Ramps Peek(ing) Up

I chose the title because my good friend Steve Peek loves them so much. I went to Asheville recently and had a great visit with him. Here’s the picture I took yesterday of a Ramps2016patch Steve and I know well. We don’t dig it, because of where it is, but we love how beautiful it is when April comes, and we always admire it. Notice my small knife for scale.

Even though my Bloodroot hasn’t put up a leaf yet, Spring is just around the corner, If we get the five straight 70 degree days, who knows what we will see.

Brined Mushrooms


Many folks say, “brush only, never wash” your ‘shrooms. Although I always wash my chanterelles, soak my morels in salt water, and  wash lobster and other hardy mushrooms (such as chicken of the woods), I have refrained from washing the gilled mushrooms. That is, until I read about brining shiitake and crimini mushrooms in the Jan-Feb 2015 Cooks Illustrated issue. Below is a recipe that went Brine3along with the article. Here is my variation that works great!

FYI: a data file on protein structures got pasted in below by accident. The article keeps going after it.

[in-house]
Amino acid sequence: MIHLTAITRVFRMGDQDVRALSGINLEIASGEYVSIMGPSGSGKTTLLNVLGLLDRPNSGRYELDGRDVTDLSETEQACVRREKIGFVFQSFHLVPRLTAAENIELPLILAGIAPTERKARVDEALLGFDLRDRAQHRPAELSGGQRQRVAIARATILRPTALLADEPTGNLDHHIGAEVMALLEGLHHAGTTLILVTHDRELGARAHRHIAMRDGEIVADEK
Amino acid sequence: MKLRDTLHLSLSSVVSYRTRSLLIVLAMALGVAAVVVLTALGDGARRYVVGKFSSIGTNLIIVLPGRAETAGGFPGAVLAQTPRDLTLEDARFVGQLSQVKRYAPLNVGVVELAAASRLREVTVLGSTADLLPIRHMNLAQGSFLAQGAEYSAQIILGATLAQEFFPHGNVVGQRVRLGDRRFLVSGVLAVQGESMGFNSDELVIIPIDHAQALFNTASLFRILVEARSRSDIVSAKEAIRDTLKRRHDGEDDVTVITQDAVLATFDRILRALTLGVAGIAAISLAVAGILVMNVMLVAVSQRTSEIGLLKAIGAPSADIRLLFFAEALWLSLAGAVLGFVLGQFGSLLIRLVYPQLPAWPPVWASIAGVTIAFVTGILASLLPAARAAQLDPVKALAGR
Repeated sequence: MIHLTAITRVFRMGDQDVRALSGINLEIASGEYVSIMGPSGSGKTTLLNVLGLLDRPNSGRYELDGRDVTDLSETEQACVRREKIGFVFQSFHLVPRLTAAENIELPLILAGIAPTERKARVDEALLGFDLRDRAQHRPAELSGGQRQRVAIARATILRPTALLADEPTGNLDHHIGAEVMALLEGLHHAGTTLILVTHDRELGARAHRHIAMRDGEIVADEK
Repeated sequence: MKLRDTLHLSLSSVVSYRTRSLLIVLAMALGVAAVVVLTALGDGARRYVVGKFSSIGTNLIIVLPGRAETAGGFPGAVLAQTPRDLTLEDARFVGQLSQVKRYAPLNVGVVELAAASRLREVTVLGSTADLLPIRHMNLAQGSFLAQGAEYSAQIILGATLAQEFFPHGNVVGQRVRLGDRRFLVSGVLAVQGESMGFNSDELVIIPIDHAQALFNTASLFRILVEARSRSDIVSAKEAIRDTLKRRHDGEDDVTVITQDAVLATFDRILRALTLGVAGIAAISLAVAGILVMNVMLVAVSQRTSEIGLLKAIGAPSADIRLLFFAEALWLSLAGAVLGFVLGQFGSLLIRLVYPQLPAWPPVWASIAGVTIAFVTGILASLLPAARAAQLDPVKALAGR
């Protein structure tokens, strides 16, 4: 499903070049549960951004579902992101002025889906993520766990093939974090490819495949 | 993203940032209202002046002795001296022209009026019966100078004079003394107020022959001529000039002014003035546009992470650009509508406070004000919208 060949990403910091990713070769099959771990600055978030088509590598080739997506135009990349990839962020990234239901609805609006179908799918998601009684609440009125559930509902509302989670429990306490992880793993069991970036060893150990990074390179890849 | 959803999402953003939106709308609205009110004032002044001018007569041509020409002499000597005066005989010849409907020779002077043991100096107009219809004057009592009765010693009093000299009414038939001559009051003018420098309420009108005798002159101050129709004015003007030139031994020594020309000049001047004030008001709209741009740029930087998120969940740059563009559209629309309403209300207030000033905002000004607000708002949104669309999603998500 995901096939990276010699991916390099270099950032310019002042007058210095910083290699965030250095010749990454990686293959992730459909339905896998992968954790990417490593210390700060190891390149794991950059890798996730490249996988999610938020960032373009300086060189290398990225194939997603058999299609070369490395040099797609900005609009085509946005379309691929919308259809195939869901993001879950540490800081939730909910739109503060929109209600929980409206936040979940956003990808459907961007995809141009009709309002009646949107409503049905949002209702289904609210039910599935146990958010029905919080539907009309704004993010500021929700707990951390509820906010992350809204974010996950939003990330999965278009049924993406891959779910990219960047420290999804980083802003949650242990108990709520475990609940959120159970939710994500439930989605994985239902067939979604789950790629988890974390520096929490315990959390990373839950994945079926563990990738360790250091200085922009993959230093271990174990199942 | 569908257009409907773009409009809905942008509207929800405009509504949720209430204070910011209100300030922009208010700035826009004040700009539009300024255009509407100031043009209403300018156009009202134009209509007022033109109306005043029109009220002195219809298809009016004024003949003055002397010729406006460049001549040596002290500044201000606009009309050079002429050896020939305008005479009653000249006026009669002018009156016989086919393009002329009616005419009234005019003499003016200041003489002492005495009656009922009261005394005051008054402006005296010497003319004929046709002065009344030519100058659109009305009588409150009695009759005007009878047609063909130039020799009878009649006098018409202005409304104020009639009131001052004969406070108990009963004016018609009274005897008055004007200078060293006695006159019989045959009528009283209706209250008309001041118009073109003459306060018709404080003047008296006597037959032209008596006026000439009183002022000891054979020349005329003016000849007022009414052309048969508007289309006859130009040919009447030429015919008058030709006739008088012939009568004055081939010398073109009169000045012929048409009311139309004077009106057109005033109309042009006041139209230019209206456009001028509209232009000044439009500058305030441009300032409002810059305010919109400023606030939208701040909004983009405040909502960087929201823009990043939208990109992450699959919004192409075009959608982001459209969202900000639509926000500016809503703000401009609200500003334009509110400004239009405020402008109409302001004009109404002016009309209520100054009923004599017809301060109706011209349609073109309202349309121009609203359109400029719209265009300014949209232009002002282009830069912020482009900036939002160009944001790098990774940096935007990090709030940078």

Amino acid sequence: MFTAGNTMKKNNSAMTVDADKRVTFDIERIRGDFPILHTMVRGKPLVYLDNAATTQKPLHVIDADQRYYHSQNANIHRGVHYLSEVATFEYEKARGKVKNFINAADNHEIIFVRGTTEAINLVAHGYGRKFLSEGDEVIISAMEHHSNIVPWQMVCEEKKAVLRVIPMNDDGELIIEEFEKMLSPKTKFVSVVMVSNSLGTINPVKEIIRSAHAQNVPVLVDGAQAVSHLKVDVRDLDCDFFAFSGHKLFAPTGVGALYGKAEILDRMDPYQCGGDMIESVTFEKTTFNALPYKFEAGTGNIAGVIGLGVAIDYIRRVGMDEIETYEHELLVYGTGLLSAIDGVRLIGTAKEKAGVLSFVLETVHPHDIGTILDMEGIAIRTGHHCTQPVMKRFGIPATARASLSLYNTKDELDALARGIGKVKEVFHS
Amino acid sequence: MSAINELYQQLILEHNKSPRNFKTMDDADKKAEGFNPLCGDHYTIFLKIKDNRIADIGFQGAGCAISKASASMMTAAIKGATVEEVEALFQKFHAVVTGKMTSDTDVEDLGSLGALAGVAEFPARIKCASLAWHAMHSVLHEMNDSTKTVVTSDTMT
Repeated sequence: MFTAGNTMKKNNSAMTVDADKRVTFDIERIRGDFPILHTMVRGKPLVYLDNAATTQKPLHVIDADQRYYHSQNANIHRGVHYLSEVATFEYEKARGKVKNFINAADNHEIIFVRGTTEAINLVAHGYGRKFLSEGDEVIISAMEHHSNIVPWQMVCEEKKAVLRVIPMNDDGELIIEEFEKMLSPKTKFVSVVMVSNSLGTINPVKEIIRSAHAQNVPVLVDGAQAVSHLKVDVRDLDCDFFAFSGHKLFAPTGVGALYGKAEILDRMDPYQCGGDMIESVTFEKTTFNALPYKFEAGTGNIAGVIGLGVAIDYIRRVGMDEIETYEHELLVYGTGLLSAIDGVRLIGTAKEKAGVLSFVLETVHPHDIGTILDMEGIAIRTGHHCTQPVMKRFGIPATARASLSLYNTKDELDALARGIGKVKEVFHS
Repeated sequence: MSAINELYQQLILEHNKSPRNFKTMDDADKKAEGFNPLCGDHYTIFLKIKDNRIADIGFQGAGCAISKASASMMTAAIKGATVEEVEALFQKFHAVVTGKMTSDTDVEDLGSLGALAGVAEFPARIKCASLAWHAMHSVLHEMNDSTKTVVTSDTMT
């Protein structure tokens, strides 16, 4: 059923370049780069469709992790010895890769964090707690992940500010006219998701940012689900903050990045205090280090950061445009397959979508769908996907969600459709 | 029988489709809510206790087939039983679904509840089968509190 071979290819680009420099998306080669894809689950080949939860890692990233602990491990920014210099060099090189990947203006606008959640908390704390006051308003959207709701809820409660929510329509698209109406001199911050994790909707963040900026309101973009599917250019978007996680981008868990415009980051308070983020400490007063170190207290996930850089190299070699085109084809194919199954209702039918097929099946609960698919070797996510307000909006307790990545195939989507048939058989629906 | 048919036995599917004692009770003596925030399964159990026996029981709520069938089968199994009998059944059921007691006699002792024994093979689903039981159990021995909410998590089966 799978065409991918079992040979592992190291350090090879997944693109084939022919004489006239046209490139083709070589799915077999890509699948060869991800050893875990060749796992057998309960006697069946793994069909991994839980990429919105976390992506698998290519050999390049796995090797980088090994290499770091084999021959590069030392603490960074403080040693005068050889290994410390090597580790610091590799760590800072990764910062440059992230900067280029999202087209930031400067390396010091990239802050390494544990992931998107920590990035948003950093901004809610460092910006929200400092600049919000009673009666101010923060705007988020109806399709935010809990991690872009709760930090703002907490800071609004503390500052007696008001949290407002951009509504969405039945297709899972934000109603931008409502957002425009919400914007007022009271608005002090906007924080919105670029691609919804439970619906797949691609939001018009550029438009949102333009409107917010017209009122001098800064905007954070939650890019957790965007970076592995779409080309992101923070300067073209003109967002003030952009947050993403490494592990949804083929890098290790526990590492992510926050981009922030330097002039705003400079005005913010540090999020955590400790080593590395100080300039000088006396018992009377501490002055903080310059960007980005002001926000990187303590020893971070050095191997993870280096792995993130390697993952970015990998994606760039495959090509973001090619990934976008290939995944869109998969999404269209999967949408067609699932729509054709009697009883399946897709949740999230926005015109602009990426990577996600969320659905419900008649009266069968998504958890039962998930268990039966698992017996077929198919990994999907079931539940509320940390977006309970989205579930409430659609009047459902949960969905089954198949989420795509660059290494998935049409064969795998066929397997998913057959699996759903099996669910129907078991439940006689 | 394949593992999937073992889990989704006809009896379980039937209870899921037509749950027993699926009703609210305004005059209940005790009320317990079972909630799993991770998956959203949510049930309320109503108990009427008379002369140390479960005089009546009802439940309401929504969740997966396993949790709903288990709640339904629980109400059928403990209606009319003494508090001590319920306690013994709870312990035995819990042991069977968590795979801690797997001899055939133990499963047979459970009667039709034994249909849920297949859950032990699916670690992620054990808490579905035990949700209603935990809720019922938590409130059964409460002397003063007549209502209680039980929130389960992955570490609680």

Brine the Mushrooms:

Place shiitake mushrooms in zip lock bag with water and kosher salt ( 5 tsp salt per Quart t water) and let sit for 1 hour.

Roasted Shiitake with Parmesan and Pine Nuts

Salt & Pepper
Shiitakes (leave stems on)
2 Tbs Extra virgin olive oil
2 Tbs unsalted butter
1 tsp lemon juice
½ cup parmesan cheese, grated
2 Tbs toasted pine nuts (I roast stove-top in a sauté pan with oil)
2 Tbs fresh parsley, chopped

Preheat oven to 450°F.

Drain mushrooms and blot dry. Spread mushrooms on heavy baking sheet and drizzle with olive oil. Toss to coat. Roast about 35-40 minutes. Remove sheet from oven and toss the mushrooms. Return and roast about 10 more minutes until browned. Remove and cut stems off mushroom (use scissors ’cause the shrooms are HOT and oiled)

Combine melted butter and lemon juice in large bowl. Add mushrooms and toss to coat. Add Parmesan, pine nuts and parsley. Toss to mix. Season with salt and pepper to taste. Serve immediately.

NOTE: I roast with the stems still on so air moves easily around the caps. Freeze the stems and use them when making stock.

Base Recipe from: Cook’s Illustrated,  Jan-Feb, 2015